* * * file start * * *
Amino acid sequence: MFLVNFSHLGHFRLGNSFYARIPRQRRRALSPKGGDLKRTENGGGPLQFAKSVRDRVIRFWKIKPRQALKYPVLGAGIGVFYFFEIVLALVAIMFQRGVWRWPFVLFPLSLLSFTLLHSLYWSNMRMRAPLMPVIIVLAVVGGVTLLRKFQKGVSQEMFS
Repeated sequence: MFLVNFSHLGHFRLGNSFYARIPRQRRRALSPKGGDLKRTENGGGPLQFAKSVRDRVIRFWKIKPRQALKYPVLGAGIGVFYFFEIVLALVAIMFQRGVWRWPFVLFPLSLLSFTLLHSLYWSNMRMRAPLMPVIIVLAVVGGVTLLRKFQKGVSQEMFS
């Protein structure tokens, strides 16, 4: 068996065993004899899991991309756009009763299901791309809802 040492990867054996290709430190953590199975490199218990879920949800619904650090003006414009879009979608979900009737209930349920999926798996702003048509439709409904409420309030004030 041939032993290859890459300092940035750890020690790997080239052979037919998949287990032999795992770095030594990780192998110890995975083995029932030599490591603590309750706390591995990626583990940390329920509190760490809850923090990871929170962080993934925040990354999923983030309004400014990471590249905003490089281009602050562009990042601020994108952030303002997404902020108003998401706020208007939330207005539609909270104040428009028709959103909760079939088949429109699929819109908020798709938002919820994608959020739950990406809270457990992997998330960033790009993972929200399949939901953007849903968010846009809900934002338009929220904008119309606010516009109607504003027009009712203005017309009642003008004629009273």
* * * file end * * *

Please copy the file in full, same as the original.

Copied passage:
Amino acid sequence: MFLVNFSHLGHFRLGNSFYARIPRQRRRALSPKGGDLKRTENGGGPLQFAKSVRDRVIRFWKIKPRQALKYPVLGAGIGVFYFFEIVLALVAIMFQRGVWRWPFVLFPLSLLSFTLLHSLYWSNMRMRAPLMPVIIVLAVVGGVTLLRKFQKGVSQEMFS
Repeated sequence: MFLVNFSHLGHFRLGNSFYARIPRQRRRALSPKGGDLKRTENGGGPLQFAKSVRDRVIRFWKIKPRQALKYPVLGAGIGVFYFFEIVLALVAIMFQRGVWRWPFVLFPLSLLSFTLLHSLYWSNMRMRAPLMPVIIVLAVVGGVTLLRKFQKGVSQEMFS
């Protein structure tokens, strides 16, 4: 068996065993004899899991991309756009009763299901791309809802 040492990867054996290709430190953590199975490199218990879920949800619904650090003006414009879009979608979900009737209930349920999926798996702003048509439709409904409420309030004030 041939032993290859890459300092940035750890020690790997080239052979037919998949287990032999795992770095030594990780192998110890995975083995029932030599490591603590309750706390591995990626583990940390329920509190760490809850923090990871929170962080993934925040990354999923983030309004400014990471590249905003490089281009602050562009990042601020994108952030303002997404902020108003998401706020208007939330207005539609909270104040428009028709959103909760079939088949429109699929819109908020798709938002919820994608959020739950990406809270457990992997998330960033790009993972929200399949939901953007849903968010846009809900934002338009929220904008119309606010516009109607504003027009009712203005017309009642003008004629009273």